Council spends €16m doing up empty houses

Dublin city council spent more than €16 million refurbishing empty local authority houses and flats last year.

The council spent on average €16,240 doing up approximately 1,000 void units, according to figures released under the Freedom of Information Act.

Void units occur when tenants vacate houses or flats, either transferring to somewhere more suitable or leaving to purchase their own property. The death of a tenant or a marital or relationship breakdown can also be factors.

So far in 2016, €8.64 million has been spent refurbishing 540 void properties to “lettable standards”. There were 213 such units as of mid-July this year.

Mannix Flynn, an independent councillor, described the council’s system as cumbersome against the background of the city’s housing crisis.

“It’s about refitting Dublin city council’s standards, it’s about stripping stuff out. That’s where there’s a huge delay,” he told The Times.

“It can be months for some properties to be refurbished and weeks for others. Some void properties can even take years. They should develop a programme that green lights and fast tracks these kind of situations. I’m not saying the standards need to be relaxed, I just think it shouldn’t be so cumbersome and bureaucratic.”

Mr Flynn added that seeing social housing lying idle was damaging the public’s confidence in the council.

“There’s a major problem here because this money should be going towards actually acquiring new properties. Another issue is that when people see properties boarded up, it exacerbates people on the housing waiting list, it creates an anxiety and a tension and it also erodes public confidence,” he said.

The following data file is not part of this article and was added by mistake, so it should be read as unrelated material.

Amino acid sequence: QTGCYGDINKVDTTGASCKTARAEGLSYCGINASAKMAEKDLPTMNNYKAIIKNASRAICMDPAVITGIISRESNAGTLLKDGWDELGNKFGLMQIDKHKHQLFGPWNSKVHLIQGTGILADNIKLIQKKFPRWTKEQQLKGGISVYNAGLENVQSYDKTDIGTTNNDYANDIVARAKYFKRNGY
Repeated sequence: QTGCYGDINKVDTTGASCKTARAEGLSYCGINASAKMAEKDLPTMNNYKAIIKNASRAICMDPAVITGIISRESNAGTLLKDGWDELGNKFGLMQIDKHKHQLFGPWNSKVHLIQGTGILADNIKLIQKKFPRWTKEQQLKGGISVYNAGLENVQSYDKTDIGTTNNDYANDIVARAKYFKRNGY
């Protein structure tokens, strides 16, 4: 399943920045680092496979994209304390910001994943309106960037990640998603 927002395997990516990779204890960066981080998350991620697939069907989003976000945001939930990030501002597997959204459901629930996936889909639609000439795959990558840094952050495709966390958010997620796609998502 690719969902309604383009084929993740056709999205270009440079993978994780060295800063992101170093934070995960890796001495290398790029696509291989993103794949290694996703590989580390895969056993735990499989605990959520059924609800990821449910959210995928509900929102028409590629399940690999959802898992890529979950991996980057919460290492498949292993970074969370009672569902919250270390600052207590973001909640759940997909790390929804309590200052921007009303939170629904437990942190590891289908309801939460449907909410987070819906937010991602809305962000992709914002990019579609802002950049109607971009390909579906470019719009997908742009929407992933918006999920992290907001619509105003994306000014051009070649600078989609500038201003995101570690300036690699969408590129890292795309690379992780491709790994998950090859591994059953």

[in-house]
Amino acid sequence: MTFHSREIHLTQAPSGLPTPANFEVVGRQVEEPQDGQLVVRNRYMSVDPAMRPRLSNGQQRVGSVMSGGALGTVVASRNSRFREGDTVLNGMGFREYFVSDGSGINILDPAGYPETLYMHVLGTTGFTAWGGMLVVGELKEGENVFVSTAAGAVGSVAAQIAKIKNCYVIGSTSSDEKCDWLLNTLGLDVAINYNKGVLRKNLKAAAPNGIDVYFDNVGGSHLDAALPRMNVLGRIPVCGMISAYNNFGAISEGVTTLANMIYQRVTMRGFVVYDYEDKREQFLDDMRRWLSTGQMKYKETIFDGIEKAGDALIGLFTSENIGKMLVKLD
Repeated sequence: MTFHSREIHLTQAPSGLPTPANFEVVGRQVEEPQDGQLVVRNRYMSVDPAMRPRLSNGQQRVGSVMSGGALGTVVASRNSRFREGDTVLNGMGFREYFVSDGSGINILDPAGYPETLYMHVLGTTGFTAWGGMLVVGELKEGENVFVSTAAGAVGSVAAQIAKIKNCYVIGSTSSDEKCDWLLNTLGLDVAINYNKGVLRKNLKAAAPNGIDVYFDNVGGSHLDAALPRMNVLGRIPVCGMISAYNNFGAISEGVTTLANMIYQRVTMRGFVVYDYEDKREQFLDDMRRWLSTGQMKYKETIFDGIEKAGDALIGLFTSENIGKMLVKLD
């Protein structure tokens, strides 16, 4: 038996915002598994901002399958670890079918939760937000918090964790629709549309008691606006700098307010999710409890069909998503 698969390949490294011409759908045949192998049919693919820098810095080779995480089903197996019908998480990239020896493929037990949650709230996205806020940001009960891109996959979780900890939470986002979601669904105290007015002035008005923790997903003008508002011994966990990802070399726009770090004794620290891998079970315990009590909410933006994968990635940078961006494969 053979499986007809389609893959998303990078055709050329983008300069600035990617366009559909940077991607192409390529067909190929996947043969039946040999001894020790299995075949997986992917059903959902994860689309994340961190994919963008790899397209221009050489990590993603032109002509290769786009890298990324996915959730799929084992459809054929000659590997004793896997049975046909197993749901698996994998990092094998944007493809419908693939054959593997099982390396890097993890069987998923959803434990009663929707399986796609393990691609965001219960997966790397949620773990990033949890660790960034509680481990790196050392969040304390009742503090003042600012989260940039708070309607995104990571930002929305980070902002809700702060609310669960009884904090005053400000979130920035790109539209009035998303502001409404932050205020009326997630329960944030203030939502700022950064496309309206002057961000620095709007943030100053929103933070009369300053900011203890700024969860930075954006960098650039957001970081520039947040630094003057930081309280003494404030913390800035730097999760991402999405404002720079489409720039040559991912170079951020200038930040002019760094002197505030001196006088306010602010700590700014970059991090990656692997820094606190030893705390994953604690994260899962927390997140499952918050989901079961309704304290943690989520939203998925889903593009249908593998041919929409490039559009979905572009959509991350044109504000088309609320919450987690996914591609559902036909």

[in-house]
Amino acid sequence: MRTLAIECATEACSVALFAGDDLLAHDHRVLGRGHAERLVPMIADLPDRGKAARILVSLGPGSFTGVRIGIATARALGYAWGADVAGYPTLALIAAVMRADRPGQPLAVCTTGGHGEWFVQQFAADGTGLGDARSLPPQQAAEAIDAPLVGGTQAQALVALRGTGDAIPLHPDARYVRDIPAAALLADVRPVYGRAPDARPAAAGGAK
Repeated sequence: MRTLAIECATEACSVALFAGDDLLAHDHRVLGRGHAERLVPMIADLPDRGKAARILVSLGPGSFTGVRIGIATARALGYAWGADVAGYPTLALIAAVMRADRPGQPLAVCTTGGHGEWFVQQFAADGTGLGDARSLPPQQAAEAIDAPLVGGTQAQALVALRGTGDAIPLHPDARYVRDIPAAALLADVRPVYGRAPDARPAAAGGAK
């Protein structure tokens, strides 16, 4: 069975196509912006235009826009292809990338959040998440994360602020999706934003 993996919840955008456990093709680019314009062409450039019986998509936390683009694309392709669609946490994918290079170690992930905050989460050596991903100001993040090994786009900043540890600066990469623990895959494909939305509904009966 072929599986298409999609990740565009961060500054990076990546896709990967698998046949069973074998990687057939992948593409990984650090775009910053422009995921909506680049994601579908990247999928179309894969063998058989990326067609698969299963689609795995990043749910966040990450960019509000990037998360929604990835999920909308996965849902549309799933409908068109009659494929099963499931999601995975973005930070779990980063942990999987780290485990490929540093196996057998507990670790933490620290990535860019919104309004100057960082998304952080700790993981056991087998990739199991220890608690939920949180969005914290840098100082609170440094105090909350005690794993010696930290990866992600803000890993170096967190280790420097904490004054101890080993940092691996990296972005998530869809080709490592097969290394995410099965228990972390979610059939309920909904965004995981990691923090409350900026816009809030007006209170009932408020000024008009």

Dublin city council has a social housing stock of 25,404 properties made up of 12,186 houses, mostly with two or three bedrooms, and 13,218 flats.

The council said that its void rate of less than 1 per cent was as low as it could possibly be.

“Latest studies have shown that of the total Dublin housing stock, 6 per cent are vacant. International figures suggest that a sustainable rate of voids in a country’s stock, at any one time, should be about 3 per cent.

“In this context, an average void rate of under 1 per cent of the council’s total stock is as low as it can possibly be, especially as each void unit has to be refurbished to the lettable standards during the void period,” a council spokesman said.

In January last year, 98.79 per cent of the council’s housing stock was occupied, which increased to 99.32 per cent at the start of this year.

“Voids are generated by tenants vacating units, transferring to another unit more suitable to their needs, leaving to purchase their own property, death etc,” the spokesman said. “At the current levels of such moves we anticipate that, along with the 540 units already turned around, the 156 currently in the system and a further anticipated 182 units, the 2016 total of turned-around voids will be in excess of 800 units. There will always be at least 1 per cent of the stock void at any one time.”

The council spent €18.07 million on refurbishing void units in 2014 and €9.6 million in 2013.